new

Review of Nitrous Oxide (N2O) Emissions from Motor Vehicles

SAE International Journal of Fuels and Lubricants

Desert Research Institute, USA-S. Kent Hoekman
  • Journal Article
  • 04-13-01-0005
Published 2020-02-27 by SAE International in United States
Nitrous oxide (N2O) is both an ozone depleting gas and a potent greenhouse gas (GHG), having a global warming potential (GWP) value nearly 300 times that of carbon dioxide (CO2). While long known to be a trace by-product of combustion, N2O was not considered a pollutant of concern until the introduction of the three-way catalyst (TWC) on light-duty gasoline vehicles in the 1980s. These precious metal-containing catalysts were found to increase N2O emissions substantially. Through extensive research efforts, the effects of catalyst type, temperature, air/fuel ratio, space velocity, and other factors upon N2O emissions became better understood. Although not well documented, N2O emissions from non-catalyst vehicles probably averaged 5-10 mg/mi (on the standard FTP test), while early generation TWC-equipped vehicles exceeded 100 mg/mi. As emissions control systems evolved to meet increasingly stringent criteria pollutant standards, N2O emissions also decreased. Today’s Tier 3 vehicles are required to meet a U.S. Environmental Protection Agency (EPA) N2O tailpipe standard of 10 mg/mi. N2O emissions from diesel engines and vehicles became of concern in the 2000s, when catalytic control…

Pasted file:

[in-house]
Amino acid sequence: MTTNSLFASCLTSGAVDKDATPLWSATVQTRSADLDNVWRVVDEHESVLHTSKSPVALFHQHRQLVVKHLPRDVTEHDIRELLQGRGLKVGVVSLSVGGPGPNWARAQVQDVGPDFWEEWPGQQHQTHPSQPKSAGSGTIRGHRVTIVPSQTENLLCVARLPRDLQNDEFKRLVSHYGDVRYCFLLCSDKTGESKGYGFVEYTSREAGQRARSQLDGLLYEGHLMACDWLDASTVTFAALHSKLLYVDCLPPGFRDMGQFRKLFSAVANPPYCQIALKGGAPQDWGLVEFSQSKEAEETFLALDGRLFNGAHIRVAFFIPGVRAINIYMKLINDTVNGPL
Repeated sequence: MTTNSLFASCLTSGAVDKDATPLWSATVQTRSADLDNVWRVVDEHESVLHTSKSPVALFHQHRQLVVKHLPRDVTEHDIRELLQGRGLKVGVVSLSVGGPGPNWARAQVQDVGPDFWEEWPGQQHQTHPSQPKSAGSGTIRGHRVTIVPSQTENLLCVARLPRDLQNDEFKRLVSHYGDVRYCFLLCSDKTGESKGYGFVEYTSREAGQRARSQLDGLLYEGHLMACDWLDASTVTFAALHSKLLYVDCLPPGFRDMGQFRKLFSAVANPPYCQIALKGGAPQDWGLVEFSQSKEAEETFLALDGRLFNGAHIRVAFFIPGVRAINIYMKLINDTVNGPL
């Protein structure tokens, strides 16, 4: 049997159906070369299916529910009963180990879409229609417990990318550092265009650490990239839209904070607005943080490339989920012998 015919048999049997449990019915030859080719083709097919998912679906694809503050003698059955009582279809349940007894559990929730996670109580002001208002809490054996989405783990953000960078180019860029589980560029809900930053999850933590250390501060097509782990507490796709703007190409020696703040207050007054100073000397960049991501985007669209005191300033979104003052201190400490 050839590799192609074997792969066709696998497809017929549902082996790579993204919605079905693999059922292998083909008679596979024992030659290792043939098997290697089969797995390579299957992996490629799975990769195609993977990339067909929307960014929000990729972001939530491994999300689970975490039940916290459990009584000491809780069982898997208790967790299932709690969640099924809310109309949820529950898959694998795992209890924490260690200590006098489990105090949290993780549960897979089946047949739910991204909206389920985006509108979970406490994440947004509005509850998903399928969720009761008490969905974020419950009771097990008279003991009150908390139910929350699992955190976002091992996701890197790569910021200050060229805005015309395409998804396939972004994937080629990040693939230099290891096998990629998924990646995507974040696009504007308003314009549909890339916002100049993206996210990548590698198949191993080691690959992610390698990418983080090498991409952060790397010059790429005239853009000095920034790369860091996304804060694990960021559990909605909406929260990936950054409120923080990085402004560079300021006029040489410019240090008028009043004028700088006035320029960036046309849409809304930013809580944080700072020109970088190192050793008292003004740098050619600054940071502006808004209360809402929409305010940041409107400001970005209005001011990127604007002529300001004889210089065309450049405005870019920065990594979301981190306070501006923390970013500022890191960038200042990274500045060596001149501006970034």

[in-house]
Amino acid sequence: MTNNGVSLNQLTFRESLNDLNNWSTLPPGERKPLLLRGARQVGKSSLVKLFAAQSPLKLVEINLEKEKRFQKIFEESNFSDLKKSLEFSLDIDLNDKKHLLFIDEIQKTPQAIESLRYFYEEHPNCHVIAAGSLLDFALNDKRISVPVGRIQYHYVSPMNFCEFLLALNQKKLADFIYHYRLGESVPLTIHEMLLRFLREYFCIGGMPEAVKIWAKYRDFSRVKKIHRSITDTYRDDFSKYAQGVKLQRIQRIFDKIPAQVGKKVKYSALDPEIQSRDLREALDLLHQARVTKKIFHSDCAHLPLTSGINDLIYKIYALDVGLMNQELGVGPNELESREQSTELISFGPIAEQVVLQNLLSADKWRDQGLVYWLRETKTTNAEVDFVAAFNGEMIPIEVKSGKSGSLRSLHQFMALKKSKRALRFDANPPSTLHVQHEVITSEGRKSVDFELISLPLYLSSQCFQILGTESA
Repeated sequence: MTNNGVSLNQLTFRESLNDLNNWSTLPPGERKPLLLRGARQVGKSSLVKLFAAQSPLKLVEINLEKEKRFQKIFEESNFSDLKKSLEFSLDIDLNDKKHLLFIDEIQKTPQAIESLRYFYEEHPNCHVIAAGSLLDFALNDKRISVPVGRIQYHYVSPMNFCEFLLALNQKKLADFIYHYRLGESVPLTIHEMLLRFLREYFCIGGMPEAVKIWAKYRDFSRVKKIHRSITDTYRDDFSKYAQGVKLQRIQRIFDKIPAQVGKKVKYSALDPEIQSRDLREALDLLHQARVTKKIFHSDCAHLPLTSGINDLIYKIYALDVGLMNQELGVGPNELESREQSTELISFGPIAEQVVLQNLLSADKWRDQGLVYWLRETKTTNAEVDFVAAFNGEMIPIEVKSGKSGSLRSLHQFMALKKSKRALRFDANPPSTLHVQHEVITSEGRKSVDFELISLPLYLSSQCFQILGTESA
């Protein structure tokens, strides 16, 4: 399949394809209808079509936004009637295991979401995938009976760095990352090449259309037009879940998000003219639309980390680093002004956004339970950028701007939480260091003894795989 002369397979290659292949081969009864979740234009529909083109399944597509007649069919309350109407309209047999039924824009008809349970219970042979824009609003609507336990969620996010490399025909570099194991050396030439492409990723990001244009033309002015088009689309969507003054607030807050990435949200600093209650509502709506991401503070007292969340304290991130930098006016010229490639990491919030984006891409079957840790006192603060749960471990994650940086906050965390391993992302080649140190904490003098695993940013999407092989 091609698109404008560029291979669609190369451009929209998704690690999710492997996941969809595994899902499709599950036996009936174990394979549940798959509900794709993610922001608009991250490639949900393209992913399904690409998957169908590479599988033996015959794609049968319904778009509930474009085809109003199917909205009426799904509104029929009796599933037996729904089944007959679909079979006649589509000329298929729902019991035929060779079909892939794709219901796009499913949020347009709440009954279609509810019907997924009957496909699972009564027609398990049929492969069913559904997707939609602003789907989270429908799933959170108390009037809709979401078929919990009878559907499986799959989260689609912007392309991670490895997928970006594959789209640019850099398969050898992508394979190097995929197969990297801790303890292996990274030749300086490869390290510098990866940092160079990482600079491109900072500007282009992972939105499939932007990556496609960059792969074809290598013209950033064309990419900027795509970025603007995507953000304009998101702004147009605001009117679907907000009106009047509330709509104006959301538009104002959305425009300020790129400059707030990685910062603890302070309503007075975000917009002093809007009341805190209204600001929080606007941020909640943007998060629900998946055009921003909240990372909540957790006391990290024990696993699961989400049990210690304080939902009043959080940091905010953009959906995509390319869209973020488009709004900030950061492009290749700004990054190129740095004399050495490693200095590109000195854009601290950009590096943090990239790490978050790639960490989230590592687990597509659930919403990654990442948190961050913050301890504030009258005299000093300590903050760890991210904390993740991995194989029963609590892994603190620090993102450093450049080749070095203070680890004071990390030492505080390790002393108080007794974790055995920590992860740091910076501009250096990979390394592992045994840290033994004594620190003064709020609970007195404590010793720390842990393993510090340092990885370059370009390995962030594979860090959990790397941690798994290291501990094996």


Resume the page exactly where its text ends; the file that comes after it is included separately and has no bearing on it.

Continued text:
This content contains downloadable datasets